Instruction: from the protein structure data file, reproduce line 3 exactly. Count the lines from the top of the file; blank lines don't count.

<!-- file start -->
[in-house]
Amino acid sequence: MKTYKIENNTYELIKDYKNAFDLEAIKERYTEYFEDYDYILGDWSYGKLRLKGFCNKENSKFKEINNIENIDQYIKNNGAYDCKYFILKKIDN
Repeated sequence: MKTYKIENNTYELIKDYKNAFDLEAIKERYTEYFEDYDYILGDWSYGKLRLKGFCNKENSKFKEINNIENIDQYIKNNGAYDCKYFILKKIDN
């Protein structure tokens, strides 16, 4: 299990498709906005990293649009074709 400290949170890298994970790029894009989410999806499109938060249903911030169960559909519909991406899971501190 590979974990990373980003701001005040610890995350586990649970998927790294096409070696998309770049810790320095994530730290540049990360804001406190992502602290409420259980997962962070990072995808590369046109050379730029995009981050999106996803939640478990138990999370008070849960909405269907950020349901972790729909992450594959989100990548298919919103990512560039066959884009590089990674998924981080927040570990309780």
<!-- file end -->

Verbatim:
Repeated sequence: MKTYKIENNTYELIKDYKNAFDLEAIKERYTEYFEDYDYILGDWSYGKLRLKGFCNKENSKFKEINNIENIDQYIKNNGAYDCKYFILKKIDN